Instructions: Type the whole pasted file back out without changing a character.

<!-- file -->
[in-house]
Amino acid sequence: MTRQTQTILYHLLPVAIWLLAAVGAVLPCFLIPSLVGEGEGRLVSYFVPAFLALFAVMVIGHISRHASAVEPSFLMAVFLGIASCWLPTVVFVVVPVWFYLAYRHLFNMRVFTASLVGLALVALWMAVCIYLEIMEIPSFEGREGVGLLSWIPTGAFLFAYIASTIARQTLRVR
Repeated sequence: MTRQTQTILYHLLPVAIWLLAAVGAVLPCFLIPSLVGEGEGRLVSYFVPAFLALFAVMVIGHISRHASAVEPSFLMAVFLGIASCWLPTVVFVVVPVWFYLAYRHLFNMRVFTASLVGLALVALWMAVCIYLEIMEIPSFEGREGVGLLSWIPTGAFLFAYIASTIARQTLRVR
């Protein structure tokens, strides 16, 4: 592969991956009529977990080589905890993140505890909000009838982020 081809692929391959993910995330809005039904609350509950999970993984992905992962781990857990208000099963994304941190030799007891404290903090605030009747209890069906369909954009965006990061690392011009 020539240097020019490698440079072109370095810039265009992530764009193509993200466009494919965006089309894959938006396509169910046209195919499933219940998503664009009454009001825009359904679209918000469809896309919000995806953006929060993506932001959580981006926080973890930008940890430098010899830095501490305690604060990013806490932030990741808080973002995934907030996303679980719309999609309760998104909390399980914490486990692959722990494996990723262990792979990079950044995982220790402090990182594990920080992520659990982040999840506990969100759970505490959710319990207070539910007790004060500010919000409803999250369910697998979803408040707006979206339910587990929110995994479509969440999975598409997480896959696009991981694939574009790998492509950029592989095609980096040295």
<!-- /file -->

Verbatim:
[in-house]
Amino acid sequence: MTRQTQTILYHLLPVAIWLLAAVGAVLPCFLIPSLVGEGEGRLVSYFVPAFLALFAVMVIGHISRHASAVEPSFLMAVFLGIASCWLPTVVFVVVPVWFYLAYRHLFNMRVFTASLVGLALVALWMAVCIYLEIMEIPSFEGREGVGLLSWIPTGAFLFAYIASTIARQTLRVR
Repeated sequence: MTRQTQTILYHLLPVAIWLLAAVGAVLPCFLIPSLVGEGEGRLVSYFVPAFLALFAVMVIGHISRHASAVEPSFLMAVFLGIASCWLPTVVFVVVPVWFYLAYRHLFNMRVFTASLVGLALVALWMAVCIYLEIMEIPSFEGREGVGLLSWIPTGAFLFAYIASTIARQTLRVR
């Protein structure tokens, strides 16, 4: 592969991956009529977990080589905890993140505890909000009838982020 081809692929391959993910995330809005039904609350509950999970993984992905992962781990857990208000099963994304941190030799007891404290903090605030009747209890069906369909954009965006990061690392011009 020539240097020019490698440079072109370095810039265009992530764009193509993200466009494919965006089309894959938006396509169910046209195919499933219940998503664009009454009001825009359904679209918000469809896309919000995806953006929060993506932001959580981006926080973890930008940890430098010899830095501490305690604060990013806490932030990741808080973002995934907030996303679980719309999609309760998104909390399980914490486990692959722990494996990723262990792979990079950044995982220790402090990182594990920080992520659990982040999840506990969100759970505490959710319990207070539910007790004060500010919000409803999250369910697998979803408040707006979206339910587990929110995994479509969440999975598409997480896959696009991981694939574009790998492509950029592989095609980096040295």